The Centers for Disease Control and Prevention changed course Tuesday on its mask guidance for those who have already been vaccinated.
People who have taken the vaccine already are recommended to wear facial coverings in areas having high rates of COVID-19 transmissibility.
“To maximize protection from the Delta variant and prevent possibly spreading it to others, wear a mask indoors in public if you are in an area of substantial or high transmission,” the new guidelines read.
According to CNBC, President Joe Biden’s chief medical adviser Dr. Anthony Fauci said on Sunday that a potential revision of mask guidance for vaccinated Americans was “under active consideration” by the CDC.
— Ben Tracy (@benstracy) July 27, 2021
CDC guidelines are non-binding.
It is up to local governments to make the decision to enforce mask rules or not. CDC guidelines, nonetheless, influence this process.
Two months prior, Biden had announced it was a “great day in America” when the CDC rolled back some of its COVID-19 recommendations, according to CNN.
The CDC at the time said vaccinated individuals could go indoors without having to wear masks, unlike unvaccinated individuals.
The change to the guidelines comes as reports emerged pointing out that there is a rise in the number of delta variant infections breaking through people who have already been vaccinated, the Times reported.
Nevertheless, the vaccine is reportedly effective enough to safeguard the infected against the worst possible outcomes the virus could inflict, according to the Times.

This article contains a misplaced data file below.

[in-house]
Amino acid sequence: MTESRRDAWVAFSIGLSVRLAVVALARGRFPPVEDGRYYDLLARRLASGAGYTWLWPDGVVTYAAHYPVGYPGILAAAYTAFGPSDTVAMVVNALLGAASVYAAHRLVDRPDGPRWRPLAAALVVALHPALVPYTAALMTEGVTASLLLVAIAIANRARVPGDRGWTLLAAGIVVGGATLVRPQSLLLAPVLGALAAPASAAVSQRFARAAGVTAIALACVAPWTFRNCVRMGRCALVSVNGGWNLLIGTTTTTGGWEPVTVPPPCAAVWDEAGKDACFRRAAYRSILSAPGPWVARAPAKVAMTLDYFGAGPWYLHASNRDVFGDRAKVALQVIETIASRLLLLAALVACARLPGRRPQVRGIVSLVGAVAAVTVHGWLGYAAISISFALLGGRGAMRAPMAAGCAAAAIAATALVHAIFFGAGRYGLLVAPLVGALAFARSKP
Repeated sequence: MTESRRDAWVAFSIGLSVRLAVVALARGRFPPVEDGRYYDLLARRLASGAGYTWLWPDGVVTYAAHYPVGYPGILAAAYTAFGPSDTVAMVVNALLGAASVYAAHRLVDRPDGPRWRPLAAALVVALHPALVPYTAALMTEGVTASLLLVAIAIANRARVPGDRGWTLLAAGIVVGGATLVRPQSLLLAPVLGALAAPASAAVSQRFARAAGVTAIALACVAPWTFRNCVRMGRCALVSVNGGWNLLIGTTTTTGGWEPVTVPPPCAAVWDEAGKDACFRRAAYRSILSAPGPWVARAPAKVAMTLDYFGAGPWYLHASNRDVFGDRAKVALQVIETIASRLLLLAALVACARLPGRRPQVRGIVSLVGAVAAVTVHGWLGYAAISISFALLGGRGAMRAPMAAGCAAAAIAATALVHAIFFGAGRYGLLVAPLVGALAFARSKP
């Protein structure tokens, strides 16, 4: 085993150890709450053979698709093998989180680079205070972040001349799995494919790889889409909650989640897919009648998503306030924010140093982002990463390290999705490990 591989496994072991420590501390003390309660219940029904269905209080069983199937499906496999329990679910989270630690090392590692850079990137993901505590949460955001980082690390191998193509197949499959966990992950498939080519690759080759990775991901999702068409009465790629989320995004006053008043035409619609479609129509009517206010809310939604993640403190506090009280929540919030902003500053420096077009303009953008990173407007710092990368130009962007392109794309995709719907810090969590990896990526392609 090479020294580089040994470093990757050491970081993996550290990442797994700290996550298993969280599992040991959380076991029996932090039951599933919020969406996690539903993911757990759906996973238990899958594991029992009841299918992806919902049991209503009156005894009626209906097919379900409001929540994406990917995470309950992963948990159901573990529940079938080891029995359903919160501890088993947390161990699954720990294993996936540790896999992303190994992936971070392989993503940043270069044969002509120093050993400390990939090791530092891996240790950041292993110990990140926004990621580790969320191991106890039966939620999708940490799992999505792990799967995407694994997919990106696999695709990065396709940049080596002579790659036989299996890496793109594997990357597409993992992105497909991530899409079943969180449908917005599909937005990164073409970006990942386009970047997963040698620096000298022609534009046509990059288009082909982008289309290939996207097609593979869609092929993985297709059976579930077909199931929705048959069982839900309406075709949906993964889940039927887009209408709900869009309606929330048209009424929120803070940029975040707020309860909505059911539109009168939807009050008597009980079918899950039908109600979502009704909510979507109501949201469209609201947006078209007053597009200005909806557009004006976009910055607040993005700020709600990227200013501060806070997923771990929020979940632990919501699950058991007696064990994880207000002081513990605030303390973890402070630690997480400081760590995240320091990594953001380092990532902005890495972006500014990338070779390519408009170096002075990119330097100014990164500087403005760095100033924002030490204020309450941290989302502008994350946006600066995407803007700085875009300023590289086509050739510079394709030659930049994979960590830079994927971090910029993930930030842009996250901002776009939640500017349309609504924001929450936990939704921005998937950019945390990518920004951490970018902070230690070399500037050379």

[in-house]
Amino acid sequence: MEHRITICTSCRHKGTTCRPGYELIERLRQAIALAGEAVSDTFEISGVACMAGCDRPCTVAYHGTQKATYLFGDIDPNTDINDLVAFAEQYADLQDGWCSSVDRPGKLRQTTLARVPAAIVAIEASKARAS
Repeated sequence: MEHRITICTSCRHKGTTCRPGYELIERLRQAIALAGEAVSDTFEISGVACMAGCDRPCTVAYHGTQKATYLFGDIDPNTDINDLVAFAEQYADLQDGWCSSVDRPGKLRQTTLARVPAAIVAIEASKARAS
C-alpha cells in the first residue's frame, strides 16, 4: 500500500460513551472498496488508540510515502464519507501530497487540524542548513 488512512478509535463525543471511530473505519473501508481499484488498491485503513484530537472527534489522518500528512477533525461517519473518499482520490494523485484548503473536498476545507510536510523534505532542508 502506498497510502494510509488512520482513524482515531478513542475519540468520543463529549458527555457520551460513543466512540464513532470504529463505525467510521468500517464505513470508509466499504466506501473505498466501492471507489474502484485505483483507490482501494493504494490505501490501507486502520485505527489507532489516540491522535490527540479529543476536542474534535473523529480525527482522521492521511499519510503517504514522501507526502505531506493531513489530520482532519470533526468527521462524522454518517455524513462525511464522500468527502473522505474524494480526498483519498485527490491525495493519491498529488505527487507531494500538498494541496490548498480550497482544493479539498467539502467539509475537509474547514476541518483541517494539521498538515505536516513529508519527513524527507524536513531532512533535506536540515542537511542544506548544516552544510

The Delta variant, first observed in India, is one of the “most infectious respiratory diseases seen by experts,” according to CNBC.
It is the dominant strain of the coronavirus, NBC News reported.
“The delta variant is more aggressive and much more transmissible than previously circulating strains,” CDC Director Rochelle Walensky said during a news briefing on Thursday, according to CNBC.
“It is one of the most infectious respiratory viruses we know of, and that I have seen in my 20-year career,” she said.
“I think that’s great,” Dr. Celine Gounder, an infectious disease specialist working for Bellevue Hospital Center in New York, told the Times, speaking ahead of the antipated guidance reversal.
Considering the Delta variant’s ability to cause breakthrough infections, Gounder said the CDC move is one “in the right direction.”
UPDATE, July 27, 2021: Following the publication of this story, the Centers for Disease Control and Prevention officially released updated guidelines regarding mask use.
“To maximize protection from the Delta variant and prevent possibly spreading it to others, wear a mask indoors in public if you are in an area of substantial or high transmission,” the guidelines now read.
This story, and its headlines, have been updated to reflect this new information.
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